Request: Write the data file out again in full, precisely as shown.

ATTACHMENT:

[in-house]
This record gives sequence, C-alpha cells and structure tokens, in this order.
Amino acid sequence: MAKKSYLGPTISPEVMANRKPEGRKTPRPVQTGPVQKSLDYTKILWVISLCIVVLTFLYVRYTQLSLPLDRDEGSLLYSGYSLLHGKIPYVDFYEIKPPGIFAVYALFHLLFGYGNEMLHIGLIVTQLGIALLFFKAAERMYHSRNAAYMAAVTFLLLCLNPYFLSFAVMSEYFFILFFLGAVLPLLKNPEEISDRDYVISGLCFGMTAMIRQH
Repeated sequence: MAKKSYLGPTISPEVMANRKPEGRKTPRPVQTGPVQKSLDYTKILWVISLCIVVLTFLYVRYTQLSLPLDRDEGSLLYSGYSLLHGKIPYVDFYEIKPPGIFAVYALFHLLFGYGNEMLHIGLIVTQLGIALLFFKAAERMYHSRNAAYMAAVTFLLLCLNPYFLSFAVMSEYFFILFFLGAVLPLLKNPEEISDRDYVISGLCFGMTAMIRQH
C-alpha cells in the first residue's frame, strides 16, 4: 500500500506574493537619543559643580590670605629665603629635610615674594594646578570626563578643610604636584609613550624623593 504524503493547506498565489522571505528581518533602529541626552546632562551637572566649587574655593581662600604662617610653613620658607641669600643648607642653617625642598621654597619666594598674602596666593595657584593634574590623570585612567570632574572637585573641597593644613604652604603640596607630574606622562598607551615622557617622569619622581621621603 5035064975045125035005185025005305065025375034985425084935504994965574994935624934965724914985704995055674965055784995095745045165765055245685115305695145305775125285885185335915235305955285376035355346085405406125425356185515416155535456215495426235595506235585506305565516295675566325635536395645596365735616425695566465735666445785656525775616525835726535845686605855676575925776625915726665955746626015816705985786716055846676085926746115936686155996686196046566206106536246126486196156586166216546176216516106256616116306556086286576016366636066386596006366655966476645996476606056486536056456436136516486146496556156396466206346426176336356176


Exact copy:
[in-house]
This record gives sequence, C-alpha cells and structure tokens, in this order.
Amino acid sequence: MAKKSYLGPTISPEVMANRKPEGRKTPRPVQTGPVQKSLDYTKILWVISLCIVVLTFLYVRYTQLSLPLDRDEGSLLYSGYSLLHGKIPYVDFYEIKPPGIFAVYALFHLLFGYGNEMLHIGLIVTQLGIALLFFKAAERMYHSRNAAYMAAVTFLLLCLNPYFLSFAVMSEYFFILFFLGAVLPLLKNPEEISDRDYVISGLCFGMTAMIRQH
Repeated sequence: MAKKSYLGPTISPEVMANRKPEGRKTPRPVQTGPVQKSLDYTKILWVISLCIVVLTFLYVRYTQLSLPLDRDEGSLLYSGYSLLHGKIPYVDFYEIKPPGIFAVYALFHLLFGYGNEMLHIGLIVTQLGIALLFFKAAERMYHSRNAAYMAAVTFLLLCLNPYFLSFAVMSEYFFILFFLGAVLPLLKNPEEISDRDYVISGLCFGMTAMIRQH
C-alpha cells in the first residue's frame, strides 16, 4: 500500500506574493537619543559643580590670605629665603629635610615674594594646578570626563578643610604636584609613550624623593 504524503493547506498565489522571505528581518533602529541626552546632562551637572566649587574655593581662600604662617610653613620658607641669600643648607642653617625642598621654597619666594598674602596666593595657584593634574590623570585612567570632574572637585573641597593644613604652604603640596607630574606622562598607551615622557617622569619622581621621603 5035064975045125035005185025005305065025375034985425084935504994965574994935624934965724914985704995055674965055784995095745045165765055245685115305695145305775125285885185335915235305955285376035355346085405406125425356185515416155535456215495426235595506235585506305565516295675566325635536395645596365735616425695566465735666445785656525775616525835726535845686605855676575925776625915726665955746626015816705985786716055846676085926746115936686155996686196046566206106536246126486196156586166216546176216516106256616116306556086286576016366636066386596006366655966476645996476606056486536056456436136516486146496556156396466206346426176336356176